Enzymes that catalyze the epimerization of chiral centers within carbohydrates or their derivatives. EC 5.1.3.
A genus of gram-negative, facultatively anaerobic, rod-shaped bacteria that utilizes citrate as a sole carbon source. It is pathogenic for humans, causing enteric fevers, gastroenteritis, and bacteremia. Food poisoning is the most common clinical manifestation. Organisms within this genus are separated on the basis of antigenic characteristics, sugar fermentation patterns, and bacteriophage susceptibility.
A procedure consisting of a sequence of algebraic formulas and/or logical steps to calculate or determine a given task.
A serotype of Salmonella enterica that is a frequent agent of Salmonella gastroenteritis in humans. It also causes PARATYPHOID FEVER.
A genus of fleas in the family Pulicidae which includes the species that serves as the primary vector of BUBONIC PLAGUE, Xenopsylla cheopis.
Substances used to destroy or inhibit the action of rats, mice, or other rodents.
A class of enzymes that transfers substituted phosphate groups. EC 2.7.8.
The reduction or regulation of the population of noxious, destructive, or dangerous rodents through chemical, biological, or other means.
The systematic study of the structure and function of the complete set of glycans (the glycome) produced in a single organism and identification of all the genes that encode glycoproteins.
Proteins that share the common characteristic of binding to carbohydrates. Some ANTIBODIES and carbohydrate-metabolizing proteins (ENZYMES) also bind to carbohydrates, however they are not considered lectins. PLANT LECTINS are carbohydrate-binding proteins that have been primarily identified by their hemagglutinating activity (HEMAGGLUTININS). However, a variety of lectins occur in animal species where they serve diverse array of functions through specific carbohydrate recognition.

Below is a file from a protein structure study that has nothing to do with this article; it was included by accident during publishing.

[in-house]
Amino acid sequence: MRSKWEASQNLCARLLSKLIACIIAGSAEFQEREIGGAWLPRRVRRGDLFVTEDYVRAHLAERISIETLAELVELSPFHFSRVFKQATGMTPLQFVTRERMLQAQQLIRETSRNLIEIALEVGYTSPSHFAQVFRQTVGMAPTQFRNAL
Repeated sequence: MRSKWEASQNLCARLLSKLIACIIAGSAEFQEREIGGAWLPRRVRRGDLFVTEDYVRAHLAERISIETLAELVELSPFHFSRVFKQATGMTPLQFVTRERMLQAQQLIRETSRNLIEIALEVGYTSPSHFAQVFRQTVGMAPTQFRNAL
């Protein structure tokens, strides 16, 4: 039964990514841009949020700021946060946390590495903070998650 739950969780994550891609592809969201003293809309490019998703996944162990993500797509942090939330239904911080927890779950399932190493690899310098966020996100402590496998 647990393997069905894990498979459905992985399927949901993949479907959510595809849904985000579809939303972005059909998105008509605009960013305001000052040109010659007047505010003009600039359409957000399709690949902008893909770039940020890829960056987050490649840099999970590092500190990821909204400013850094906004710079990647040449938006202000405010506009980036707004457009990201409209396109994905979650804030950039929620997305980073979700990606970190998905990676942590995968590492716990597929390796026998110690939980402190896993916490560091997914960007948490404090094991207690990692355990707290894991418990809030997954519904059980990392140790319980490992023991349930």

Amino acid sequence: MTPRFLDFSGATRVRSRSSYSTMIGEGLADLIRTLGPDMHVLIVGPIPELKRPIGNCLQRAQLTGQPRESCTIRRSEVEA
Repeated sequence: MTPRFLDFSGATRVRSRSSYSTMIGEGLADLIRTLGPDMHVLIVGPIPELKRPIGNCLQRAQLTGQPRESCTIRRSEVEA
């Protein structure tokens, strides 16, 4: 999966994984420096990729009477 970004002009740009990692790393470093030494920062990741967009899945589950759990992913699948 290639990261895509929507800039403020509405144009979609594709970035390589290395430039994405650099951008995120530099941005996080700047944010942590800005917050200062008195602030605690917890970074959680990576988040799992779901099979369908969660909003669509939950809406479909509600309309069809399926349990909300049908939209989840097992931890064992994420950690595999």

A loose confederation of computer communication networks around the world. The networks that make up the Internet are connected through several backbone networks. The Internet grew out of the US Government ARPAnet project and was designed to facilitate information exchange.
Carbohydrates covalently linked to a nonsugar moiety (lipids or proteins). The major glycoconjugates are glycoproteins, glycopeptides, peptidoglycans, glycolipids, and lipopolysaccharides. (From Biochemical Nomenclature and Related Documents, 2d ed; From Principles of Biochemistry, 2d ed)
Extracellular substance of bone tissue consisting of COLLAGEN fibers, ground substance, and inorganic crystalline minerals and salts.